Development of Postoperative Infection in Women between the age of 30 to 50

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Postoperative wound infection is an important complication following surgery. The wound may be contaminated before surgery, during surgery, or following surgery being infected during healing. The skin is considered to be body's first line of defense, and surgery in itself is a mutilative procedure, where this defense may be violated.


Due to some violation of safety precautions before, during, and after surgery, these or other freshly colonized bacteria in the hospital environment may enter the wound and cause infection, where bacteria now easily penetrate the wounded skin. As mentioned earlier, injury and inflammation caused by surgical manipulation may also help the nosocomial bacteria enter into the wound after being transmitted from somewhere else from within the hospital environment. In effect such infections in the surgical wound would slow down the approximation of the wound edges, delay wound healing, lead to morbidity, and cause increased economic burden, increased hospital stay, and increased incidence of other infections. Usually the patients present with increased pain in the surgical wound as a result of inflammatory process early in the infection, redness at the wound margins that spreads unless treated, drainage from the wound margin, fever due to infection, and ultimately breakage of the wound (Pryor et al., 2004).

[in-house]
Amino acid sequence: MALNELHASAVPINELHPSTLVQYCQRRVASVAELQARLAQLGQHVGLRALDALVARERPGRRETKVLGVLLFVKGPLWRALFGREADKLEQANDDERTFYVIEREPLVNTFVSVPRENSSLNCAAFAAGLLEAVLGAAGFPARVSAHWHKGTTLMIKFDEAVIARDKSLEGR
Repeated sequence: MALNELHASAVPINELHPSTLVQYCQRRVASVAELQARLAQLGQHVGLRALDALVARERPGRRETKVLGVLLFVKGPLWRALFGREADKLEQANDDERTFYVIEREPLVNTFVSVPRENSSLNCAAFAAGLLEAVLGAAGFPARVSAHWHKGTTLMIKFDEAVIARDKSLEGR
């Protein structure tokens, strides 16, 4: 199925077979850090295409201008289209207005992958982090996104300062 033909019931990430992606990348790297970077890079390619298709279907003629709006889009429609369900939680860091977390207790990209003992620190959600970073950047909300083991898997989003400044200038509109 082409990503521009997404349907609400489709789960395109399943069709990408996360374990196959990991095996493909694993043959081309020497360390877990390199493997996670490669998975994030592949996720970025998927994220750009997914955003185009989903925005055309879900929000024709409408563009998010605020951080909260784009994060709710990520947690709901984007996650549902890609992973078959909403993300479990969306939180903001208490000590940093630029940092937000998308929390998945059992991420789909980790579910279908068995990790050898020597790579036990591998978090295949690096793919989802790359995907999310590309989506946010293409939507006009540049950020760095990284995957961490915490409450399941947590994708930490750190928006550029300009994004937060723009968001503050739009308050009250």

Such cases are often encountered in clinical surgical nursing practice, and the nursing assessment usually yields the following diagnoses, risk for infection, impaired skin integrity, impaired tissue integrity, and delayed surgical recovery. ...
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